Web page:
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I'm running the Django 1.54 shell:

% python ~/predictstat/manage.py shell
>>> import django
>>> django.get_version()

Then I setup the logging:

>>> import logging
>>> logger = logging.getLogger(__name__)

Then I show you the logging configuration:

 >>> from django.conf import settings
 >>> settings.LOGGING
 {'handlers': {'file': {'level': 'DEBUG', 'interval': 1, 'when': 'midnight', 'filename': 'logs/myApp.log', 'formatter': 'verbose', 'class': 'logging.handlers.TimedRotatingFileHandler'}}, 'loggers': {'myApp': {'level': 'DEBUG', 'handlers': ['file']}, 'django': {'level': 'DEBUG', 'propagate': True, 'handlers': ['file']}}, 'version': 1, 'disable_existing_loggers': False, 'formatters': {'simple': {'format': '%(levelname)s %(message)s'}, 'verbose': {'datefmt': '%Y-%m-%d %H:%M:%S', 'format': '[%(asctime)s] %(levelname)s [%(name)s:%(lineno)s] %(message)s'}}}

Then I print a log message:

>>> logger.info("Hello World")

But this log message is not showing up in any file or anywhere else as far as I can tell. Certainly not in logs/myApp.log.

Can someone tell me where these log messages are vanishing to? Why won't this logging work?

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3 Answers 3

In the python shell __name__ will eval to "main", and you have no logger configured for this name and no config for the root logger neither. Also using a file logger you should use an absolute path - but using a file logger in a potentially multiprocess setup is not a good idea.

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It is not getting handled by any handler, that is why it is not getting logged anywhere. Your settings has handlers defined for two loggers defined: myApp and django.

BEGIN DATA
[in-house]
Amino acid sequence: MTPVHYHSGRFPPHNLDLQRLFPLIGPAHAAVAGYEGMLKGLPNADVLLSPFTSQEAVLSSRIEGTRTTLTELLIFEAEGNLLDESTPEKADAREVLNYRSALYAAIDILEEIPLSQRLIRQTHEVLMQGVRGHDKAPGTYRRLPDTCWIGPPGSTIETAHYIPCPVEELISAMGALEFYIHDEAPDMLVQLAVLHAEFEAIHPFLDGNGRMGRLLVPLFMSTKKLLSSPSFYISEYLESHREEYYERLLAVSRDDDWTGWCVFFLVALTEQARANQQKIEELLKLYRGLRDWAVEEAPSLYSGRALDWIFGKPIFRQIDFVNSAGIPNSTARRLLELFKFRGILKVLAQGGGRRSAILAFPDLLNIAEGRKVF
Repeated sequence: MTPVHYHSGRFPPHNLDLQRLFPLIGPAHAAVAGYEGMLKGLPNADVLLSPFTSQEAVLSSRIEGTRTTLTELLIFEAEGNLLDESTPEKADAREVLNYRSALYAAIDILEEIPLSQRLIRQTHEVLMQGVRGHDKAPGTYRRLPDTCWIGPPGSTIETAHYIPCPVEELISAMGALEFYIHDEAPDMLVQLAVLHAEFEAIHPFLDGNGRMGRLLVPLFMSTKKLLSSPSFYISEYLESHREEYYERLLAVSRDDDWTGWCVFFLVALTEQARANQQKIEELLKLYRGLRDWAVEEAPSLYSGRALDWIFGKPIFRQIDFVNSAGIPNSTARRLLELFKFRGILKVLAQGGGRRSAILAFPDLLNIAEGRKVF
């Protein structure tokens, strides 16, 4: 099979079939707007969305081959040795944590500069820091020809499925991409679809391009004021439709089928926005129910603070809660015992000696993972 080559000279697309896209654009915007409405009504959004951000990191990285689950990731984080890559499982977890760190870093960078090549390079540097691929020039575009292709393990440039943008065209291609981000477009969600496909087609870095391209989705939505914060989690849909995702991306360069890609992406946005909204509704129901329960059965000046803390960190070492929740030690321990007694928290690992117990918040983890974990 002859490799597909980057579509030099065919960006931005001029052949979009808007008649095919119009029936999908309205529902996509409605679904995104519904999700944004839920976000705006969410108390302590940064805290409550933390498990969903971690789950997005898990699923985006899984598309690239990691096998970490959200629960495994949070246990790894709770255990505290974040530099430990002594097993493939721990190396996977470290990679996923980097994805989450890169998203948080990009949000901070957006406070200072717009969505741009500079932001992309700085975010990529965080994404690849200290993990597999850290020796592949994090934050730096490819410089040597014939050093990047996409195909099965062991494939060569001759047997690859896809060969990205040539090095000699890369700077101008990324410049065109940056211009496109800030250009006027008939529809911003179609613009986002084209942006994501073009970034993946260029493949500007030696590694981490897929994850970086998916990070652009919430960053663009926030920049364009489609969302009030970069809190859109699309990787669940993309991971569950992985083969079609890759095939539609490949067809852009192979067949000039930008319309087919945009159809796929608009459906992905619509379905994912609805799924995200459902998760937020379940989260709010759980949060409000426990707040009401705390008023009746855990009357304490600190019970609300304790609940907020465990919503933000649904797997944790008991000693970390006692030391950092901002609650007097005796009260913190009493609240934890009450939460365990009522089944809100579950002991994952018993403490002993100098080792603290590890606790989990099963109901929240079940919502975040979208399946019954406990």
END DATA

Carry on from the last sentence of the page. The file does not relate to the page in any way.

But you are getting a logger named __main__ which is the value of __name__ in the shell. I suggest trying these lines:

>>> logger = logging.getLogger("myApp")
>>> logger.info("My Test line")

Now you should see it in your log file.

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Hi Saquib, if you are happy with the answer could you mark my answer as accepted? Thanks. –  arocks Jan 11 at 11:49

Call logging.basicConfig first.

logging.basicConfig(filename='debug.log', level=logging.DEBUG)
log = logging.getLogger(__name__)
log.debug('Dig this, I\'m printing.')

Refer to the Logging Cookbook for a more advanced example, which shows how to log to both the console and a file simultaneously and formatting the logger's output, even across different modules.

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Django takes care of configuring the loggers based on the settings so no need to call basicConfig. –  bruno desthuilliers Jan 10 at 7:39
Ah, I see. It definitely looked like a general logging module issue, but after reading the Django logging docs I'm sure you're right. –  Keeler Jan 10 at 8:01

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